Frank Ocean released a new album - here's why that's such a big deal

By Elahe Izadi

Frank Ocean's 17-track album "Blonde" was released on Saturday on Apple Music, one day after the R&B singer released a 45-minute "visual album" on the streaming service. Photo / AP
Frank Ocean's 17-track album "Blonde" was released on Saturday on Apple Music, one day after the R&B singer released a 45-minute "visual album" on the streaming service. Photo / AP

Frank Ocean's Blonde dropped Sunday night on Apple Music. But this is not like most album releases.

Yes, it's not every day that an album release is accompanied by pop-up shops in a handful of cities, where you could pick up the 17-track LP and accompanying publication that includes interviews, short stories and a poem about McDonald's written by Kanye West. But that aside, the release of Blonde is a pretty big deal.

Fans and the industry had been waiting four years for this moment, which came after numerous rumored and reported release dates passed by without new music. Anticipation about how the avant-garde R&B artist would follow his successful debut had built up considerably.

"I had the time of my life making all of this," Ocean posted to his Tumblr shortly after the album's release.

"Thank you all. Especially those of you who never let me forget I had to finish. Which is basically every one of y'all. Haha. Love you."

Ocean's first major label album, 2012's Channel Orange, became one of the most critically acclaimed releases that year, earning the new artist six Grammy nominations, including for the top prizes. He took home two.

Washington Post music critic Chris Richards referred to that album, which "exploded the emotional possibilities of contemporary pop music," as the only masterpiece to emerge from 2012.

"As a singer, songwriter and storyteller, Ocean is every bit as fluid as he is commanding, delivering songs crammed with moods, memories and detailed characters - all sung by a protagonist who's earned himself a place among the greats," Richards wrote.

Ocean first came onto the scene as a member of the hip-hop collective Odd Future. His self-released Nostalgia, Ultra became one of 2011's most acclaimed albums, and he appeared on the Jay-Z and Kanye West project Watch the Throne.

Ocean also became a pop culture icon of sorts when he revealed that his first love was a man, writing about the experience in an open letter after a journalist noted that Ocean addresses a male love interest on Channel Orange.

"Most of the days I'd see him, and his smile. I'd hear his conversation and his silence ... until it was time to sleep. Sleep I would often share with him," Ocean wrote in 2012. "By the time I realised I was in love, it was malignant, It was hopeless, There was no escaping, no negotiating with the feeling, no choice. It was my first love, it changed my life."

The announcement earned Ocean increased attention and prompted a conversation about sexuality within R&B and the hip-hop community.

"Today is a big day for hip-hop," Russell Simmons wrote of Ocean's announcement. "It is a day that will define who we really are. How compassionate will we be? How loving can we be?"

Then came the hints that Ocean was busy cooking up new jams. In 2013, he said he was "like 10, 11 songs" into the project.

"It's another cohesive thing, bordering on a concept record again," Ocean told the BBC at the time. "At the end of Channel Orange, there's Golden Girl, and it's this beach scene. And I kind of want it to extend that feel into the next record all together, kind of make it that theme."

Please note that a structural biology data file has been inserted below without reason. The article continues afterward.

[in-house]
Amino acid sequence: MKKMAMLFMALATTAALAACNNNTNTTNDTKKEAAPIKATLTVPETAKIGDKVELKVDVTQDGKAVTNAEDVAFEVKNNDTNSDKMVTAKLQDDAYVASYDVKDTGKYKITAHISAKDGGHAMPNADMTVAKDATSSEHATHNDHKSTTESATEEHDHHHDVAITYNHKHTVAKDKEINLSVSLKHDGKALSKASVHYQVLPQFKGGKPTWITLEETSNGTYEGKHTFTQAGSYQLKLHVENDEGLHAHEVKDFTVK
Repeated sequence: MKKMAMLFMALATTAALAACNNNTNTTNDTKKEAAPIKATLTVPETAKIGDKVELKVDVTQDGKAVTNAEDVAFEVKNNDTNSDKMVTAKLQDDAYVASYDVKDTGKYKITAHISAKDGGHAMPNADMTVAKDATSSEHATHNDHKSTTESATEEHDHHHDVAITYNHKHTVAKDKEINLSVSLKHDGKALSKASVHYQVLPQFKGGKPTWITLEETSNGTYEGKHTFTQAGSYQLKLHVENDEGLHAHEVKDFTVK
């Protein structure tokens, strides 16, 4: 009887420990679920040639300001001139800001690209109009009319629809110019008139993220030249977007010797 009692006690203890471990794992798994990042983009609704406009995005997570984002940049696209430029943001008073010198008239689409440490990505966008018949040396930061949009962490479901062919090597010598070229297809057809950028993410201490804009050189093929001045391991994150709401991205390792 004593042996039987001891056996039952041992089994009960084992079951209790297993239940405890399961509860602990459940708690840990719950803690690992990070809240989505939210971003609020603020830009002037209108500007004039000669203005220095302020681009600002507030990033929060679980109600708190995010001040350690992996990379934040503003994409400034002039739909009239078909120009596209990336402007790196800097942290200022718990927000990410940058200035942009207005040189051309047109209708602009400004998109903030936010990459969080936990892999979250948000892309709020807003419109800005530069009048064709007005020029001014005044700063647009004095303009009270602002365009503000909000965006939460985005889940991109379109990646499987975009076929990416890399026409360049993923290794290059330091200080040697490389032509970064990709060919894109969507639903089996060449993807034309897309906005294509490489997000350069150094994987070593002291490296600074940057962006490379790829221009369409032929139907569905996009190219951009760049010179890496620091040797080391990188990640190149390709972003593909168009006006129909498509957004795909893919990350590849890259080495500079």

In April 2015, a photo showing the singer looking at magazines titled Boys Don't Cry was posted to his Tumblr with the hashtag #JULY2015. A representative of Ocean confirmed to Billboard that the album and a publication were due in July that year.


Fans braced themselves for the imminent release. But it never happened. A "Due Date" library card image, with dates stamped and crossed out, appeared this July on Ocean's site, an apparent acknowledgement that, yeah, he was running a bit late.

Earlier this month, a cryptic, black-and-white live feed showing a barren warehouse with studio equipment appeared on boysdontcry.co, Ocean's Tumblr connected to the project. The New York Times reported that Boys Don't Cry, accompanied by a major video and publication, was to drop Aug. 5.

A man appears and chops wood during the live-stream.
A man appears and chops wood during the live-stream.

Then, nothing. Fans wondered whether this was all an elaborate scheme and that a new album wouldn't drop until November, the latest date on that library card image.

One side effect of the years of speculation was that it kept Ocean's name afloat and built anticipation, even while he remained relatively low-profile.

The enthusiasm for new work by him was such that hordes of people on Twitter immediately noticed Thursday night when Ocean's live feed began showing the artist building a structure in that barren warehouse as new music played in the background. Moments later, Apple Music released Ocean's visual album Endless.


Up until this week, Boys Don't Cry was the expected name of Ocean's project. That's the name of the publication, but there are still some discrepancies with names. Apple Music refers to the album as Blonde, while some of the cover art has it spelled as Blond.

Hours before the new LP became available on Apple Music on Saturday, Ocean released a video for the track Nikes.

The list of contributors on Ocean's sophomore project, as reported by Billboard's Steven Horowitz, is varied and includes musical heavyweights, such as Beyoncé, David Bowie, the Beatles, Rick Rubin, Kendrick Lamar and Elliott Smith (spelled "Elliot Smith" in the liner notes)

By Monday morning, Blonde topped Apple Music charts.

- Washington Post

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